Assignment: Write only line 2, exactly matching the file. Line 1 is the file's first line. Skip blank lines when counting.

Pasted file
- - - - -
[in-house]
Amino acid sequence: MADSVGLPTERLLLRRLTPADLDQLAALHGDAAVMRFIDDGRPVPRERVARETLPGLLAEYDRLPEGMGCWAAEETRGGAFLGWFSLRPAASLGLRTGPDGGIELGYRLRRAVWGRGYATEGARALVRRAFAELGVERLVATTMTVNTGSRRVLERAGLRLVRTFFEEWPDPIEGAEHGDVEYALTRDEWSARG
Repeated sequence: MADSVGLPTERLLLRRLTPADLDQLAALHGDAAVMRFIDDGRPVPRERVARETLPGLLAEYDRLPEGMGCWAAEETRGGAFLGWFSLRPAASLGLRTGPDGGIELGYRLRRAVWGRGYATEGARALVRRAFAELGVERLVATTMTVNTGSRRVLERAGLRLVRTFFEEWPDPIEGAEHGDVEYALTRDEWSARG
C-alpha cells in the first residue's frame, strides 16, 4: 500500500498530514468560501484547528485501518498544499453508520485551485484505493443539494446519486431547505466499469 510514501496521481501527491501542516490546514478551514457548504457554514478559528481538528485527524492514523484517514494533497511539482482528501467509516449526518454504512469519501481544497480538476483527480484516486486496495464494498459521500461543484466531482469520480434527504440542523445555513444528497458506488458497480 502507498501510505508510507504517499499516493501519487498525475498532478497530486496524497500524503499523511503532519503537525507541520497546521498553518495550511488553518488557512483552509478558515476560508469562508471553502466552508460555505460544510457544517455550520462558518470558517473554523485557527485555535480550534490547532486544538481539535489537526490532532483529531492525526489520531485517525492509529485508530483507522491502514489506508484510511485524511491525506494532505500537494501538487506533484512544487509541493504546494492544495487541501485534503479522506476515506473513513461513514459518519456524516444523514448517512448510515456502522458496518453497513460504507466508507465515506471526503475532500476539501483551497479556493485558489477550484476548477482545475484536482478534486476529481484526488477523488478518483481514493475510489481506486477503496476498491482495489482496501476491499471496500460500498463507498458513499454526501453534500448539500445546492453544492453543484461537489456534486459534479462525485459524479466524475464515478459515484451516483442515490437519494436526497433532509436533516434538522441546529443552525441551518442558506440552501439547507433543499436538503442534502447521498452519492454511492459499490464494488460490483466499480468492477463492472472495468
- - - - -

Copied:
Amino acid sequence: MADSVGLPTERLLLRRLTPADLDQLAALHGDAAVMRFIDDGRPVPRERVARETLPGLLAEYDRLPEGMGCWAAEETRGGAFLGWFSLRPAASLGLRTGPDGGIELGYRLRRAVWGRGYATEGARALVRRAFAELGVERLVATTMTVNTGSRRVLERAGLRLVRTFFEEWPDPIEGAEHGDVEYALTRDEWSARG